This jump teaches the Running/Pivot Exit (Otter only) and Up/Down fall rate skills. The Running/Pivot exit is valuable for rapidly clearing an Otter or other large-door aircraft. The student's objective is to maneuver upward and downward with control.

Key training points for this exit:
 

  • The right foot must be on the edge of the door frame for proper launch.

  • The student should look at the prop/door of the aircraft on exit while keeping wings closed for 2 seconds.

Key training points for this jump:
 

  • These two maneuvers are accomplished exclusively with the hips.

  • Squeeze glutes (butt cheeks) to lose altitude/increase vertical fall rate.

  • “Open” glutes (butt cheeks) to ‘gain’ altitude/decrease vertical fall rate.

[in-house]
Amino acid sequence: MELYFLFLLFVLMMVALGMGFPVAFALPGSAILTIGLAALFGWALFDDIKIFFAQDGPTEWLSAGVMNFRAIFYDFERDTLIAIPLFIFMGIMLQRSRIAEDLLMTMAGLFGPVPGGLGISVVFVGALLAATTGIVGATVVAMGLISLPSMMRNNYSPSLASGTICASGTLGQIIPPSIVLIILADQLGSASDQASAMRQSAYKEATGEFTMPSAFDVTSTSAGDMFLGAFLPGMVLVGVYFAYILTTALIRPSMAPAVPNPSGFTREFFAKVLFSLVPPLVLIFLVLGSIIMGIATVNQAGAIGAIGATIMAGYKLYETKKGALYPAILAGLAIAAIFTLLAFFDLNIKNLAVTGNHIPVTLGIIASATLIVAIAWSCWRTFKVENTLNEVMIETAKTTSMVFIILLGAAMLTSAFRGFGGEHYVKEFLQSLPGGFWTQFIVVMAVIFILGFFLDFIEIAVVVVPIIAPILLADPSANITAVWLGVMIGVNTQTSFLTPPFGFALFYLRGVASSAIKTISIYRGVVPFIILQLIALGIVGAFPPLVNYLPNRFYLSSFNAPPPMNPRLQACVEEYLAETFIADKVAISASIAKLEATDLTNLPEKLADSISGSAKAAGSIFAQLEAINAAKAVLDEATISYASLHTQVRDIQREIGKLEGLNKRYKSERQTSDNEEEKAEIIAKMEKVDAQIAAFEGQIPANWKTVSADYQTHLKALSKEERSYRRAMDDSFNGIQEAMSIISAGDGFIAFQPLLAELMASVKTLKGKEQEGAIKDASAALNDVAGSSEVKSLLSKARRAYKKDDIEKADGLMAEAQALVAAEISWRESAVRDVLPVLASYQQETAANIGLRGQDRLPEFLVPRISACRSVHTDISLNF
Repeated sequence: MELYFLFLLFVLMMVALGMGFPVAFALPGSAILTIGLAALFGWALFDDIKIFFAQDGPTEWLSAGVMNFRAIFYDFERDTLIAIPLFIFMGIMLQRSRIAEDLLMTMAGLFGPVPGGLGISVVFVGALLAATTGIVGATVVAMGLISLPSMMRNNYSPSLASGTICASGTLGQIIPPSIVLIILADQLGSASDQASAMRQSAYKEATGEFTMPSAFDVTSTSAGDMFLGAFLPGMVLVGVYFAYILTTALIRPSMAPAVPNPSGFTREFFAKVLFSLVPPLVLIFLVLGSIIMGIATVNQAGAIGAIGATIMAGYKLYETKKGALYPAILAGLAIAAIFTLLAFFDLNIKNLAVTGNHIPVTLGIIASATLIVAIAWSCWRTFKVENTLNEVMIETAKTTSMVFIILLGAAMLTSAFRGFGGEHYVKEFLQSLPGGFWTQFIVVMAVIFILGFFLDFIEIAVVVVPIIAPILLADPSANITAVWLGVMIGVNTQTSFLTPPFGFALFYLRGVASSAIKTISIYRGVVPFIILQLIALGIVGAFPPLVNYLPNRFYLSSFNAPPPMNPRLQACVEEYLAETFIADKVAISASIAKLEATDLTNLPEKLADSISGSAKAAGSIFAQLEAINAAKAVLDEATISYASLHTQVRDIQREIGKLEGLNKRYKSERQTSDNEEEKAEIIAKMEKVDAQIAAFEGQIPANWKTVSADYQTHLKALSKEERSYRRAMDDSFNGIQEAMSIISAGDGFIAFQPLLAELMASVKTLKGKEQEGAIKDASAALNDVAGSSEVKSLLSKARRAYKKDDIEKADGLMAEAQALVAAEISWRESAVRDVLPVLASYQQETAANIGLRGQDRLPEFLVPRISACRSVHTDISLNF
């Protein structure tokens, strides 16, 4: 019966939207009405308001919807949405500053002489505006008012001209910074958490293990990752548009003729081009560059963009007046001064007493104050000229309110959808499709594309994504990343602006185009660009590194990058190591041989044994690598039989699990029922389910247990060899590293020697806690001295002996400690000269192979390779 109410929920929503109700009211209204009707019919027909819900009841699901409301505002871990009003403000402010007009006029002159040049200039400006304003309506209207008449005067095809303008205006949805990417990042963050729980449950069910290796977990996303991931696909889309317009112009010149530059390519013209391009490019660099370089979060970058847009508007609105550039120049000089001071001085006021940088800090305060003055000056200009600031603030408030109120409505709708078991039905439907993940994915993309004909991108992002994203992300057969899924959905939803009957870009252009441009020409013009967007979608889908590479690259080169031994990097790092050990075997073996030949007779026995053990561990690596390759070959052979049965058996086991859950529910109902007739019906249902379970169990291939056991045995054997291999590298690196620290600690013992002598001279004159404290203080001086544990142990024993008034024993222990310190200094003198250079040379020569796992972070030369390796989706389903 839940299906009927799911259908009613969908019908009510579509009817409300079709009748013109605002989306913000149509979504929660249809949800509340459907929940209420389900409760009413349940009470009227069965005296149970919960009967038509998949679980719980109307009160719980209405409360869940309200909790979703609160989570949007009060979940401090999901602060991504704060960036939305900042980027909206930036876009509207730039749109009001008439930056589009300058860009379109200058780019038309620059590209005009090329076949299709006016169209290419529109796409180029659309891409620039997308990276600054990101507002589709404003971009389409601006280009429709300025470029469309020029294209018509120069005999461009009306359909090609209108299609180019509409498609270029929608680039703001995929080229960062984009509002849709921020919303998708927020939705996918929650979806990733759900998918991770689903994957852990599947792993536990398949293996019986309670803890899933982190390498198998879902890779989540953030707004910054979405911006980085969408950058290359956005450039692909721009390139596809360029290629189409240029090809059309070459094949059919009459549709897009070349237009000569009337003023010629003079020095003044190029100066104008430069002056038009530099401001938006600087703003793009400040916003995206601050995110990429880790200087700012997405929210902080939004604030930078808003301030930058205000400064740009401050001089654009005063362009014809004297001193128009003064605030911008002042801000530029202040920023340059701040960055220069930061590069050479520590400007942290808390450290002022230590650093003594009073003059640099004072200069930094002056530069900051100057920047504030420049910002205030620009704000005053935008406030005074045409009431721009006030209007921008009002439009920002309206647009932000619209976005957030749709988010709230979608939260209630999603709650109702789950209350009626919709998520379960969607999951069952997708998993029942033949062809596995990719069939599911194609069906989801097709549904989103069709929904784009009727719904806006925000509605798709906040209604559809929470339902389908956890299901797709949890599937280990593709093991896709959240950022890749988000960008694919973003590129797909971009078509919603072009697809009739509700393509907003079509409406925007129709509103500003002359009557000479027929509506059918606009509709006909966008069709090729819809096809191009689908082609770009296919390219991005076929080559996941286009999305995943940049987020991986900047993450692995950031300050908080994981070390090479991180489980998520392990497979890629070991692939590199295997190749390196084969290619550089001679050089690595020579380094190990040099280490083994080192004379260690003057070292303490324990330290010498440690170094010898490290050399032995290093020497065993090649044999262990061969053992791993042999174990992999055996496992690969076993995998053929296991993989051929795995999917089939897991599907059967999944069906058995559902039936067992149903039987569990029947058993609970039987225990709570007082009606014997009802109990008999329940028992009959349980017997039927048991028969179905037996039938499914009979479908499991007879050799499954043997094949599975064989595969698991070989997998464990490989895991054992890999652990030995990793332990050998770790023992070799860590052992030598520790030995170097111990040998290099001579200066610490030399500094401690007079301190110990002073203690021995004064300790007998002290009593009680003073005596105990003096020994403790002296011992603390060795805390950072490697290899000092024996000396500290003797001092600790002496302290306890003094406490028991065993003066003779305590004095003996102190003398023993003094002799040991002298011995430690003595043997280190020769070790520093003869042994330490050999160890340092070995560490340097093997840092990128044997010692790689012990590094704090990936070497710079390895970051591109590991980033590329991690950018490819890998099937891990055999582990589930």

• Proper kinesthetic (against the wall) training is critical for dive success.

DiveFlow:

The Coach is a rear-float position. The coach will signal the student to exit. As the student’s foot reaches the door frame, the coach launches. This allows the coach to capture video of the student’s exit for debrief purposes. Observe “Close one-thousand, fly one thousand.”

Coach and student turn to line of flight and fly relative (it is the coach’s responsibility to fly relative to the student). Coach signals to student to begin the maneuvers.

The student will climb 10’ above the coach and wait for the coach to match altitude.

The student will drop 10’ below the coach and wait for the coach to match altitude.

Repeat these maneuvers until reaching an altitude of 6500 feet.
At 6500 feet, the student looks to coach and shakes head, indicating “no more work.” This informs the coach of the student’s altitude awareness, and that the student is about to lock on at 6000 feet, and the deployment waveoff begins at 5500 feet for a deployment at 5000 feet.

Following the ground training, show the student the relevant video(s) found on the SEWS DVD.

Level Four (new exit, test tasks)